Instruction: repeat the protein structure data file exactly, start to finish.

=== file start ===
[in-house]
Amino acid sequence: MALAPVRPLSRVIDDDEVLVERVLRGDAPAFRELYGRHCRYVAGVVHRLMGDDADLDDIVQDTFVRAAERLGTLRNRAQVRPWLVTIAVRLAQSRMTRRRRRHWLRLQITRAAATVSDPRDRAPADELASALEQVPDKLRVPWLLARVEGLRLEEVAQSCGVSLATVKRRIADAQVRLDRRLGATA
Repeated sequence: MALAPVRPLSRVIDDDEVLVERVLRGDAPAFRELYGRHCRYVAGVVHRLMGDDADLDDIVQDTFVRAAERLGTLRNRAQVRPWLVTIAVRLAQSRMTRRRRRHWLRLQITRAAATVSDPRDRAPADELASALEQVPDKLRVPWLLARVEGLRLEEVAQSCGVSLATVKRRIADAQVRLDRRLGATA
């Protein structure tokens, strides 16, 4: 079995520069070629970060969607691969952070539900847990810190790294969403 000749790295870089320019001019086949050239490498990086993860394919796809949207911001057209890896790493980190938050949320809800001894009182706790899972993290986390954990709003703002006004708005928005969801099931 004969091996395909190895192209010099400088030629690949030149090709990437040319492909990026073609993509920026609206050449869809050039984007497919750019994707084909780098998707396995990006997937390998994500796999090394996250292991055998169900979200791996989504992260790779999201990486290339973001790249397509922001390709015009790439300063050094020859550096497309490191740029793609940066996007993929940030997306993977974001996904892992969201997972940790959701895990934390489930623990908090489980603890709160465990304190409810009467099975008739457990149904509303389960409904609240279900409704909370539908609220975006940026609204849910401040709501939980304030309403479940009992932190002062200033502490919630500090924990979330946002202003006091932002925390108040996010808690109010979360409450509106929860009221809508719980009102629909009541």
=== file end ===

[in-house]
Amino acid sequence: MALAPVRPLSRVIDDDEVLVERVLRGDAPAFRELYGRHCRYVAGVVHRLMGDDADLDDIVQDTFVRAAERLGTLRNRAQVRPWLVTIAVRLAQSRMTRRRRRHWLRLQITRAAATVSDPRDRAPADELASALEQVPDKLRVPWLLARVEGLRLEEVAQSCGVSLATVKRRIADAQVRLDRRLGATA
Repeated sequence: MALAPVRPLSRVIDDDEVLVERVLRGDAPAFRELYGRHCRYVAGVVHRLMGDDADLDDIVQDTFVRAAERLGTLRNRAQVRPWLVTIAVRLAQSRMTRRRRRHWLRLQITRAAATVSDPRDRAPADELASALEQVPDKLRVPWLLARVEGLRLEEVAQSCGVSLATVKRRIADAQVRLDRRLGATA
């Protein structure tokens, strides 16, 4: 079995520069070629970060969607691969952070539900847990810190790294969403 000749790295870089320019001019086949050239490498990086993860394919796809949207911001057209890896790493980190938050949320809800001894009182706790899972993290986390954990709003703002006004708005928005969801099931 004969091996395909190895192209010099400088030629690949030149090709990437040319492909990026073609993509920026609206050449869809050039984007497919750019994707084909780098998707396995990006997937390998994500796999090394996250292991055998169900979200791996989504992260790779999201990486290339973001790249397509922001390709015009790439300063050094020859550096497309490191740029793609940066996007993929940030997306993977974001996904892992969201997972940790959701895990934390489930623990908090489980603890709160465990304190409810009467099975008739457990149904509303389960409904609240279900409704909370539908609220975006940026609204849910401040709501939980304030309403479940009992932190002062200033502490919630500090924990979330946002202003006091932002925390108040996010808690109010979360409450509106929860009221809508719980009102629909009541």